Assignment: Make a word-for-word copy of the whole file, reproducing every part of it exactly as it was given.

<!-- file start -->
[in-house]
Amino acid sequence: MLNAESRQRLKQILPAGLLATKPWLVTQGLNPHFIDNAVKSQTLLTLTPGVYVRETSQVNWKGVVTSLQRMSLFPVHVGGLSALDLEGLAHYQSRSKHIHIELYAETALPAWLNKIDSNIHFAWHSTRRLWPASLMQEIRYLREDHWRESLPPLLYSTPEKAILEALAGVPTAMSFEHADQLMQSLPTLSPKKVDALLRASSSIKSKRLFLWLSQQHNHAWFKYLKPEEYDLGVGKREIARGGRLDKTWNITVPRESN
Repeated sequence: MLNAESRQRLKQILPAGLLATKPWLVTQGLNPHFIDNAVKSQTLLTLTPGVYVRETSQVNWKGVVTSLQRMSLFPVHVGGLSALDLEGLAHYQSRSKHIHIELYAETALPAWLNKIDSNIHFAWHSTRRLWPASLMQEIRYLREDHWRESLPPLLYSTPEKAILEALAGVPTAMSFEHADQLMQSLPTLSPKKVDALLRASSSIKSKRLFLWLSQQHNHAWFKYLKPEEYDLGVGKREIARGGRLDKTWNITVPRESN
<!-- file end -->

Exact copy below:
[in-house]
Amino acid sequence: MLNAESRQRLKQILPAGLLATKPWLVTQGLNPHFIDNAVKSQTLLTLTPGVYVRETSQVNWKGVVTSLQRMSLFPVHVGGLSALDLEGLAHYQSRSKHIHIELYAETALPAWLNKIDSNIHFAWHSTRRLWPASLMQEIRYLREDHWRESLPPLLYSTPEKAILEALAGVPTAMSFEHADQLMQSLPTLSPKKVDALLRASSSIKSKRLFLWLSQQHNHAWFKYLKPEEYDLGVGKREIARGGRLDKTWNITVPRESN
Repeated sequence: MLNAESRQRLKQILPAGLLATKPWLVTQGLNPHFIDNAVKSQTLLTLTPGVYVRETSQVNWKGVVTSLQRMSLFPVHVGGLSALDLEGLAHYQSRSKHIHIELYAETALPAWLNKIDSNIHFAWHSTRRLWPASLMQEIRYLREDHWRESLPPLLYSTPEKAILEALAGVPTAMSFEHADQLMQSLPTLSPKKVDALLRASSSIKSKRLFLWLSQQHNHAWFKYLKPEEYDLGVGKREIARGGRLDKTWNITVPRESN